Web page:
Sunday, January 25, 2009
A very special 96th Birthday Party!
In a nutshell, AWONer Nancy Sue Johnson helped bestow a great honor
on a member of the Greatest Generation – 96-year-old Mary Zubal.
Mary (an original Rosie-the-riveter) Zubal – whose 40 years at Westinghouse proudly included building components for the Nautilus submarine, celebrated a special birthday on January 25th in Missoula. Here's how it all came about, in Nancy Sue's own words:
In July of 2008 I went to work for Home Instead Senior Care and my first client was Miss Mary Zubal, who is living at Bee Hive Homes. We hit it off great right off the bat and she began telling me stories about growing up and living most of her life in Braddock, Pennsylvania. For most of this time, I've spent 4 hours every week with her and when weather permits we go on walks. I've learned a lot about Mary over this time, and here's a small, but significant part of her story.
Mary Zubal was born in Braddock, Pennsylvania on January 25, 1913. She was the youngest of 4 children and she had 3 older brothers. He mother passed away from a flu epidemic when she was 3 years old and she speaks often of remembering her mother. She tells stories of how well her father and brothers took care of her as she grew up to be the young lady that went to work for Westinghouse in Braddock. She worked in the circuitry department for 40 years at Westinghouse and became a drill press operator. She is very proud of the fact that she built the resistors that were installed during the building of the Nautilus Submarine, which because the first nuclear powered ship in the U.S. Navy.
Last fall, when she talked often about the Nautilus (and her 96th birthday was coming up in January of 2009) I decided to see what I could find on the internet about the Nautilus and Walter Cronkite's reporting of its launch. I sent an email to the Nautilus Submarine Force Museum through their website and heard back from a Lieutenant Commander saying he had passed on the information I had sent him about Mary to the librarian/historian for the Nautilus. She sent me some documents about the history of the Nautilus, as well as a group of pictures they had taken of the progress of the building of the Nautilus and a copy of the newspaper article that was published when it was launched. I included those in a scrapbook for Mary that we gave her on her birthday.
Mary never married and came to Missoula, Montana, as that is where her only living relative is located. I was visiting another lady at Bee Hive Homes in December of 2005 when Mary arrived at age 92 and I remember her from then but never had a clue that I would be so fortunate to get to know her so well now. She is a delight – especially when she tells stories of the past.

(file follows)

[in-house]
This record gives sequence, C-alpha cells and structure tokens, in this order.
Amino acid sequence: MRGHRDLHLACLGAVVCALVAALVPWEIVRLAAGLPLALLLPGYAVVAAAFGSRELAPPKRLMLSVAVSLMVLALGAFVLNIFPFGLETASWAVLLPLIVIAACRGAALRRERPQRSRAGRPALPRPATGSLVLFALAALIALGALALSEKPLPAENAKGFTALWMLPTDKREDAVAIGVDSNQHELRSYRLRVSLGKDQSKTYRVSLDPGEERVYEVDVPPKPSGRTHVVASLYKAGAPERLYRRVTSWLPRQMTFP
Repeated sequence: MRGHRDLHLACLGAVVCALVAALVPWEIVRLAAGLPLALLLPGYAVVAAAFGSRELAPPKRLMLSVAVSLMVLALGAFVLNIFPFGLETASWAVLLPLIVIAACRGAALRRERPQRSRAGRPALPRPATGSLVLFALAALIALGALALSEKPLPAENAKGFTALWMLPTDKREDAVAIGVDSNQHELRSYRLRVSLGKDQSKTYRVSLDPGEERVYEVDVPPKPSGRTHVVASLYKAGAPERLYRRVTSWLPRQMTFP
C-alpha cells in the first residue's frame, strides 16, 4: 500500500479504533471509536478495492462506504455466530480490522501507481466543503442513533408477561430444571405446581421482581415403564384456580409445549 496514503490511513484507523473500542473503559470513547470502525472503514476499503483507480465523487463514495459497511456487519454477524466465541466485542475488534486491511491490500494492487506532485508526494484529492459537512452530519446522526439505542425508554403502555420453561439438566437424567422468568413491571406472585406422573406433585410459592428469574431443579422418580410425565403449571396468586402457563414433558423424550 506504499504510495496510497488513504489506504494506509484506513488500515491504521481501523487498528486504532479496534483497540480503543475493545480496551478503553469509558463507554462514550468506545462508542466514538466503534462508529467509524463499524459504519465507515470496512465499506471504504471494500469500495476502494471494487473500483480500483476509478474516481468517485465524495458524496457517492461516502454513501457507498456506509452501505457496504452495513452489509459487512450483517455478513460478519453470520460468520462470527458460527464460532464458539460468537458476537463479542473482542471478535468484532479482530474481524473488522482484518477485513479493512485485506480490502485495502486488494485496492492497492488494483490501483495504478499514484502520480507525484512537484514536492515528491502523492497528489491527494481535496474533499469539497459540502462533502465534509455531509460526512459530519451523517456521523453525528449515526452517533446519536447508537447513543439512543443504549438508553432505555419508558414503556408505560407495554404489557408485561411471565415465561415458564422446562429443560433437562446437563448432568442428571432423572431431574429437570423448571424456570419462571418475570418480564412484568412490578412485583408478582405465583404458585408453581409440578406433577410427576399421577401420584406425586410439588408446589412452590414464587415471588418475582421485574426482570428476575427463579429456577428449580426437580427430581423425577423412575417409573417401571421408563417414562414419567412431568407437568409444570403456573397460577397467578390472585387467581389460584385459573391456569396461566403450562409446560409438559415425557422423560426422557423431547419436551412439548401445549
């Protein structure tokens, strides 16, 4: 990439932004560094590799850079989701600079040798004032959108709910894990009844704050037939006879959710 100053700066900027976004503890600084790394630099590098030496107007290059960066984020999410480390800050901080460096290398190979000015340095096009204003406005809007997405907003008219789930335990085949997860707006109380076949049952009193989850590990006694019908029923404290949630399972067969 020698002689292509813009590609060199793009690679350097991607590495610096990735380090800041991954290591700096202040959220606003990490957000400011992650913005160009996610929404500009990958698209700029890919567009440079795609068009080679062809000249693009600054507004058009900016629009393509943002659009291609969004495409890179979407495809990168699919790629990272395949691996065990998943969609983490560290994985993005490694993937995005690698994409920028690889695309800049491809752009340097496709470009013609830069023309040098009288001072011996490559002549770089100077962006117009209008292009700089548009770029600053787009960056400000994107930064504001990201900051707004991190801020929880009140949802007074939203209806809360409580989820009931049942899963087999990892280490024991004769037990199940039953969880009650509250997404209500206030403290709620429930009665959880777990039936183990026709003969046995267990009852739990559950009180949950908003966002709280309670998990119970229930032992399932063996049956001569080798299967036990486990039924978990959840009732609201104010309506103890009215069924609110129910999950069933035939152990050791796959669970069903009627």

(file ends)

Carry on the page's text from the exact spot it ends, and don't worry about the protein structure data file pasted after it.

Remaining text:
Mary's birthday celebration included another Bee Hive friend, Judy, and Mary's
niece, Virginia – who helped me present the Nautilus scrapbook to Mary.
Since Mary was "Queen for a Day," Virginia and I "crowned" her
with the gold bow from her package.
Phil, another friend from Bee Hive, looks over Mary's picture of the Nautilus,
that was launched on the Thames Rives on January 21, 1954.
Here's the picure of the Nautilus in a high speed turn – sent to Mary for the occasion
by the staff of the Navy Submarine Force Museum.
Following her launch in 1954 (it was Lady Mamie Eisenhower who broke the traditional bottle of champagne across her bow) the Nautilus broke every record for under water speed and distance. In 1958, on a secret mission called Operation Sunshine the Nautilus and her crew of 116 represented the first crossing of the North Pole by a ship.
After logging nearly a half million miles in the service of the United States, Mary's Nautilus was decommissioned on March 3, 1980. In recognition of her pioneering role in the practical use of nuclear power, NAUTILUS was designated a National Historic Landmark by the Secretary of the Interior on May 20, 1982. Following an extensive historic ship conversion at Mare Island Naval Shipyard, NAUTILUS was towed to Groton, Connecticut, its current location – arriving on July 6, 1985 at the Navy Submarine Force Museum.
To learn more about the history and service of the Nautilus, go the the museum's website: Click Here!
Thanks for this submission of pictures and story to AWONer Nancy Sue Johnson.